During that unmanned test flight, Orion will land in a splashdown in the ocean where it will be recovered and used again. NASA hasn't performed an at sea recovery of a spacecraft in a real mission since 1975.
Robots that are able to do things all by themselves are nothing new. DARPA has been pushing for robots that can autonomously operate in all sorts of environments. A group of researchers from Harvard and MIT have been working together to develop a new small robot that is able to assemble itself and walk away without human help.
The robot starts out as a flat sheet of paper and polystyrene plastic that has been etched with hinges. Along with that material is a flat and flexible circuit board, a pair of motors, a microcontroller, and two batteries.
The microcontroller activates the circuits that produce heat on command and that heat is required to fold the plastic to shape. Once done the little bot can amble off. Right now, the transformation process is triggered by connecting the battery. The team wants to make the bot smarter so it will transform in response to pressure or temperature changes.
SpaceX has become a big name in the modern space race with a contract to send supplies to the ISS with NASA and the company sells its services to put satellites into orbit. SpaceX has announced that it is set to build a new launch facility in southern Texas where it will launch its Falcon 9 rockets in the future.
Texas was chosen in part because the state offered $15.3 million in incentives to a location on the gulf coast east of Brownsville. The location is near Boca Chica Beach and is only a few miles away from the US-Mexico border.
Texas plans to offer $2.3 million from the Texas Enterprise Fund and another $13 million from the Spaceport Trust Fund to pay for infrastructure development. SpaceX plans to spend $85 million in the area and create 300 jobs. The launch site could eventually be a location where astronauts head into space and to the ISS.
Back in 2004, the European Space Agency launched a spacecraft called Rosetta that had a mission to meet up with a comet and land on its surface. The comet that was the target for the mission is called 67P/CG and after a decade of traveling through space, Rosetta has entered the gravitational pull of the comet.
Rosetta is set to land on the surface of the comet in November. When Rosetta is ready to start the next phase of the mission, it will fire an explosive harpoon into the surface of the comet to send the Philae lander down to the surface of the comet.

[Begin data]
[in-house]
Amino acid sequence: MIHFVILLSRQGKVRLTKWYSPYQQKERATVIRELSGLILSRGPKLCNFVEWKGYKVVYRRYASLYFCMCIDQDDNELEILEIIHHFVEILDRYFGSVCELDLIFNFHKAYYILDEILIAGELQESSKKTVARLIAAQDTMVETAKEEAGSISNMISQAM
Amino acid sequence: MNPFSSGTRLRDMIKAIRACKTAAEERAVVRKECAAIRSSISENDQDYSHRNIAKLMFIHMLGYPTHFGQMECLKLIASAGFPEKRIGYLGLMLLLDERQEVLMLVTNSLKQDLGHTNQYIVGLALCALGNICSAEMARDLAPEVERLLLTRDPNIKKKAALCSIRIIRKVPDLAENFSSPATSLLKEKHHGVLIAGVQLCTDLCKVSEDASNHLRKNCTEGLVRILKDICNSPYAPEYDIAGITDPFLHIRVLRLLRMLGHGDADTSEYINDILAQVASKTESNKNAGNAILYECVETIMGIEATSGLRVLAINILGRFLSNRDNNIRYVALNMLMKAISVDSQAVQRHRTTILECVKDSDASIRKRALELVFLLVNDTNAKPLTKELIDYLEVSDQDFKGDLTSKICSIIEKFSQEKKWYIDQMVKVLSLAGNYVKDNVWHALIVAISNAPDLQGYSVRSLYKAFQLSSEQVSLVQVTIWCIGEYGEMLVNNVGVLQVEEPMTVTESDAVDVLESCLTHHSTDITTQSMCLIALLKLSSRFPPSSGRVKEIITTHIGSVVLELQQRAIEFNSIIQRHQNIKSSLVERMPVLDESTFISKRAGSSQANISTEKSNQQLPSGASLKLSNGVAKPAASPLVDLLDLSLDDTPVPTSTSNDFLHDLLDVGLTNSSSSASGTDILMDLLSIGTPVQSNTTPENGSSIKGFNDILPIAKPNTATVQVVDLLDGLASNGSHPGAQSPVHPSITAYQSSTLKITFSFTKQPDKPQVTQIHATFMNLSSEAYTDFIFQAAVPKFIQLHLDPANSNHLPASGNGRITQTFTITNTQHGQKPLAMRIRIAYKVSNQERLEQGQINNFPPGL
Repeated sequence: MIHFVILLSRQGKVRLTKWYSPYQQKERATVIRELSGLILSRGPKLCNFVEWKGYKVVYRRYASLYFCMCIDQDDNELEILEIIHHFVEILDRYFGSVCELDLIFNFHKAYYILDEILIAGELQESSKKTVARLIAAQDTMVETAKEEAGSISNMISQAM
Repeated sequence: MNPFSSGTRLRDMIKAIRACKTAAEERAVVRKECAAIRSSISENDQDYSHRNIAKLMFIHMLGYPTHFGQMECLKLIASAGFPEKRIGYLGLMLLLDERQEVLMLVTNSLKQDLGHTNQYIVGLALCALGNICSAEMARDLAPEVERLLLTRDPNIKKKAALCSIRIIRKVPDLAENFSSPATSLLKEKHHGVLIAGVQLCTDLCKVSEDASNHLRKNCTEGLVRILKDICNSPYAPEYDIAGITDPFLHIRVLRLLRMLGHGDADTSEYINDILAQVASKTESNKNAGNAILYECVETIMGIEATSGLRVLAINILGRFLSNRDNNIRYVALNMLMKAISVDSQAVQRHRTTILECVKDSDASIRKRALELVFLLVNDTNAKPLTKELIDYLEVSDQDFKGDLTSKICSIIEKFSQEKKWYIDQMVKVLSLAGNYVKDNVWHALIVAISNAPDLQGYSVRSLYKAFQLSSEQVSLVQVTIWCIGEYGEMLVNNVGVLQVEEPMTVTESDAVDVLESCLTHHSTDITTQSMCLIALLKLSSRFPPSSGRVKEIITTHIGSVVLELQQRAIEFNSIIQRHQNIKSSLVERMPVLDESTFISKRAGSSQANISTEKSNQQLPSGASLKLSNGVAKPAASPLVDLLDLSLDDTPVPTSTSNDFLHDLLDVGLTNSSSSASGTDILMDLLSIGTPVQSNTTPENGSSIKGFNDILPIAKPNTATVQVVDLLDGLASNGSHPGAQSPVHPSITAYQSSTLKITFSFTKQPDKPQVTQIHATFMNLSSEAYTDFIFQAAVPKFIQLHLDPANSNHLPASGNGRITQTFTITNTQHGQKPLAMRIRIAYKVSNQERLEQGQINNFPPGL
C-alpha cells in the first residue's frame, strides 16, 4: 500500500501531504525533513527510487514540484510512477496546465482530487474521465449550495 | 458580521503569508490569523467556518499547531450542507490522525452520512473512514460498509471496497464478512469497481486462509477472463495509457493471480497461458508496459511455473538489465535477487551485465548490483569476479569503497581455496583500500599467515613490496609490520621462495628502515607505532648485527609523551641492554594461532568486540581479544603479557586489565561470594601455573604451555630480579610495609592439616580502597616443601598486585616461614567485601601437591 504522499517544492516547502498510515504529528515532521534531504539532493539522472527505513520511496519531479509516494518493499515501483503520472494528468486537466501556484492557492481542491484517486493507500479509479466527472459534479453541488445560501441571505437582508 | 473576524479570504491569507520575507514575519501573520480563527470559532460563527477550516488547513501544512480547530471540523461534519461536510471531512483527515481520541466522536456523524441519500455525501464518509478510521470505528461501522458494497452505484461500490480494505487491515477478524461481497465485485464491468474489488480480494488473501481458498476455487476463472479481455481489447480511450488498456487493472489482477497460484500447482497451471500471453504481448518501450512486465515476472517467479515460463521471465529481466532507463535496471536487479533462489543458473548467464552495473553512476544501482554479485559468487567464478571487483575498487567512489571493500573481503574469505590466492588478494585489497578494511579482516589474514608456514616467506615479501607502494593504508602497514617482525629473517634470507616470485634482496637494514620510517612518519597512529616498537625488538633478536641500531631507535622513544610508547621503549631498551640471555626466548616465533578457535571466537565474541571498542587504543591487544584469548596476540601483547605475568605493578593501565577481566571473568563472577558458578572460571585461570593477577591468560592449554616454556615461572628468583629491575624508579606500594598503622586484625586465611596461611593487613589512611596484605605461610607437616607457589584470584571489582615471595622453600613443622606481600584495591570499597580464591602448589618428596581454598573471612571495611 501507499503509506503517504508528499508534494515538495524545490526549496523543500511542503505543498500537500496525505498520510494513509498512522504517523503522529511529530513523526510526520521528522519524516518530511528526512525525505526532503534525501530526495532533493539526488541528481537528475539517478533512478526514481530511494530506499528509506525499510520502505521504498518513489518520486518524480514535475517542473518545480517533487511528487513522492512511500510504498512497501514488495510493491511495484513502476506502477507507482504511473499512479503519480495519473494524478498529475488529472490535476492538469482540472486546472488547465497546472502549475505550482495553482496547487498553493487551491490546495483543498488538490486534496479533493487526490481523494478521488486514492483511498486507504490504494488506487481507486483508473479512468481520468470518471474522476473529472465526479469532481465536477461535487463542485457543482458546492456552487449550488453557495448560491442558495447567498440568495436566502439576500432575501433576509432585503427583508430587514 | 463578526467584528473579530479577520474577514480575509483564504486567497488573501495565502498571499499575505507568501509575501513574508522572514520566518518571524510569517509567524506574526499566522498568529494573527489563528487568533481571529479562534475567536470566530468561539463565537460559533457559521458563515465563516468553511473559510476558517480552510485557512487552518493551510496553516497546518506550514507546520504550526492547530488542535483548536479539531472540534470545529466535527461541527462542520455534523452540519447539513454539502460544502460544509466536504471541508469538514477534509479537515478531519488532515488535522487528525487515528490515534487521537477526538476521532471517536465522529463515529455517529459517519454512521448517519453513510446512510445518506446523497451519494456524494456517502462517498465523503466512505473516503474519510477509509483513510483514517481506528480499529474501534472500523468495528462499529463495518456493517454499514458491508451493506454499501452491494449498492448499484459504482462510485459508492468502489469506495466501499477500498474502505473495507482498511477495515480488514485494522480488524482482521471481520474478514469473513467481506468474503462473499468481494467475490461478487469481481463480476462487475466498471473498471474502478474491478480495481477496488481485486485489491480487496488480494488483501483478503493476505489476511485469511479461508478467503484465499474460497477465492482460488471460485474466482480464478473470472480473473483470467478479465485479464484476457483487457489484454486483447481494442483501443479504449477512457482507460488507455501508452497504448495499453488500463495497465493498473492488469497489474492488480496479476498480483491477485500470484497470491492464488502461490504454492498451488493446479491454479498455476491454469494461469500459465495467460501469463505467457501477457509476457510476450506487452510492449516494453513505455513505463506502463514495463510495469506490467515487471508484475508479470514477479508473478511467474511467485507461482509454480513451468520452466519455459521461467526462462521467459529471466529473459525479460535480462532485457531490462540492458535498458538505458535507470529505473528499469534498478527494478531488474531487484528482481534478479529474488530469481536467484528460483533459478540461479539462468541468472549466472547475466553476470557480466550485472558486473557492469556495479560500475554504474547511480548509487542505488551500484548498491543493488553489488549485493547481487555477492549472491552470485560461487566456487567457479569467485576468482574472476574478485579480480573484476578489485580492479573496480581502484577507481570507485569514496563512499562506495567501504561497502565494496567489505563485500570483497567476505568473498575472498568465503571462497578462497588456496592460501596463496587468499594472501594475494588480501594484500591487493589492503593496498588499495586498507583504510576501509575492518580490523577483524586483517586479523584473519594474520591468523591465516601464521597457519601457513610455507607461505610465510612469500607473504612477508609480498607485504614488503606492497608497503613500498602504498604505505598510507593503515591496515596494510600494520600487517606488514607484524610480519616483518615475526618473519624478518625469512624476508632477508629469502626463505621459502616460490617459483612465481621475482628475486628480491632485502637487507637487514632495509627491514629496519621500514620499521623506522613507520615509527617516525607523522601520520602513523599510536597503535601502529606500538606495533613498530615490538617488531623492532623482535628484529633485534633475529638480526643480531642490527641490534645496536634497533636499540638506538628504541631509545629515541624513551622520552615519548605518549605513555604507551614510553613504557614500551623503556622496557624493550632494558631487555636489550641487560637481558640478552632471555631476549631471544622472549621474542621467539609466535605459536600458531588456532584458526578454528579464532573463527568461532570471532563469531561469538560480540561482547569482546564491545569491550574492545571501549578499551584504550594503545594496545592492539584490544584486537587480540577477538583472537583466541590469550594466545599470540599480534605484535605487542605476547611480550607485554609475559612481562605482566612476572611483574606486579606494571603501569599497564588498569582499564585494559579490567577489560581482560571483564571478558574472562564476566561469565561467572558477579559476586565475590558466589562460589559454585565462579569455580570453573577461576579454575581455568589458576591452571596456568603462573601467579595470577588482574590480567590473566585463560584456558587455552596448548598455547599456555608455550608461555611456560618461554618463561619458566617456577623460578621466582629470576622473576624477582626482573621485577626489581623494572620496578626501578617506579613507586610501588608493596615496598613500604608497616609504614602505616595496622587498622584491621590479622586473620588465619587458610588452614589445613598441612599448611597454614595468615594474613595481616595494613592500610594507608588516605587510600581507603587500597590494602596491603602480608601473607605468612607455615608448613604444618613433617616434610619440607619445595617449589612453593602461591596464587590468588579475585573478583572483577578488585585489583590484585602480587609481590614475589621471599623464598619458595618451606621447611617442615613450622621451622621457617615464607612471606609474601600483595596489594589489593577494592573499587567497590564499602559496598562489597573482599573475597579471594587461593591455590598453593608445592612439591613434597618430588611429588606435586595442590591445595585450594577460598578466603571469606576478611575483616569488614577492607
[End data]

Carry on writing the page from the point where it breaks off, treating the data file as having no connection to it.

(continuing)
Mission controllers are putting the spacecraft into a series of triangular paths around the comet that will each take 3-4 days to complete. The goal is to gather all the data possible so we can learn more about comets.
A University of California, Santa Barbara professor has created a robot that is capable of scoping out an environment or building, using just Wi-Fi signals. In order for this to work, there needs to be two robots, with one broadcasting wireless transmissions to another robot positioned on the opposite end, which measures them.
Walls and objects within a building or house usually reduce the signal strength of Wi-Fi, but the receiver can distinguish between empty and occupied spaces to create an accurate map of the area. This isn't the first time that robots have been able to brag about x-ray vision superpowers, with the Cougar20-H surveillance robot from a few years ago that used a bunch of sensors to get the work done.
Researchers believe that in the near future, this type of technology will be used for search and rescue missions, where people could be trapped under rubble after an earthquake or explosion. The technology could also be advantageous in archaeological digs, too.
A top Dell Research and Development executive has claimed the company is working on technology to read people's moods, and a commercial application may be on the shelves by 2017.
According to Jai Menon, Dell is actively developing software that can interpret brain activity and register when a user is in different emotional states. He expects this kind of technology to find potential applications at home and at work. "If I can sense the user is working hard on a task, an intuitive computer system might then reduce distractions, such as allowing incoming phone calls to go directly to voicemail and not letting the user be disturbed," he told the BBC. "Similarly, if they've been concentrating for a long time, maybe it could suggest a break."
The claims will certainly have privacy advocates on edge, as critics suggest some computer companies already know too much about users. But Menon insisted there will be positive uses for consumers, such as in the gaming sector. "If someone is playing a game and it sense they are bored, it could ratchet up the level of challenge automatically," he said.